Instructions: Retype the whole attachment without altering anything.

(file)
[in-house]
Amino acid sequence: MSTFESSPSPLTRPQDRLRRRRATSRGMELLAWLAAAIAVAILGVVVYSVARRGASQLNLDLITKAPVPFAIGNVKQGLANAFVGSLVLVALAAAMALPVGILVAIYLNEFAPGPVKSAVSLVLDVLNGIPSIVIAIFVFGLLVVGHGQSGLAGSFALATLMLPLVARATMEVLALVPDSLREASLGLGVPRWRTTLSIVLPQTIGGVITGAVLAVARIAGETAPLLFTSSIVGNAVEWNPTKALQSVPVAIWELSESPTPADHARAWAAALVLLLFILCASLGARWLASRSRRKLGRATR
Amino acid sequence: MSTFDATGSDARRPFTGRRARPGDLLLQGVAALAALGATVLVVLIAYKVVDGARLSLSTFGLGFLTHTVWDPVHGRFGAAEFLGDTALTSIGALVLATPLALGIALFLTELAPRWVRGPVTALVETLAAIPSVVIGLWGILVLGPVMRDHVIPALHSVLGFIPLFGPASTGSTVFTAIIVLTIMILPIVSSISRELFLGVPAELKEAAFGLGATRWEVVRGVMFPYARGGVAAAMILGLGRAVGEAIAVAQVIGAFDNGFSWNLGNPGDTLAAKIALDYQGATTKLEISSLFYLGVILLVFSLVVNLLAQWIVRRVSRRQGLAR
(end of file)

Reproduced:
[in-house]
Amino acid sequence: MSTFESSPSPLTRPQDRLRRRRATSRGMELLAWLAAAIAVAILGVVVYSVARRGASQLNLDLITKAPVPFAIGNVKQGLANAFVGSLVLVALAAAMALPVGILVAIYLNEFAPGPVKSAVSLVLDVLNGIPSIVIAIFVFGLLVVGHGQSGLAGSFALATLMLPLVARATMEVLALVPDSLREASLGLGVPRWRTTLSIVLPQTIGGVITGAVLAVARIAGETAPLLFTSSIVGNAVEWNPTKALQSVPVAIWELSESPTPADHARAWAAALVLLLFILCASLGARWLASRSRRKLGRATR
Amino acid sequence: MSTFDATGSDARRPFTGRRARPGDLLLQGVAALAALGATVLVVLIAYKVVDGARLSLSTFGLGFLTHTVWDPVHGRFGAAEFLGDTALTSIGALVLATPLALGIALFLTELAPRWVRGPVTALVETLAAIPSVVIGLWGILVLGPVMRDHVIPALHSVLGFIPLFGPASTGSTVFTAIIVLTIMILPIVSSISRELFLGVPAELKEAAFGLGATRWEVVRGVMFPYARGGVAAAMILGLGRAVGEAIAVAQVIGAFDNGFSWNLGNPGDTLAAKIALDYQGATTKLEISSLFYLGVILLVFSLVVNLLAQWIVRRVSRRQGLAR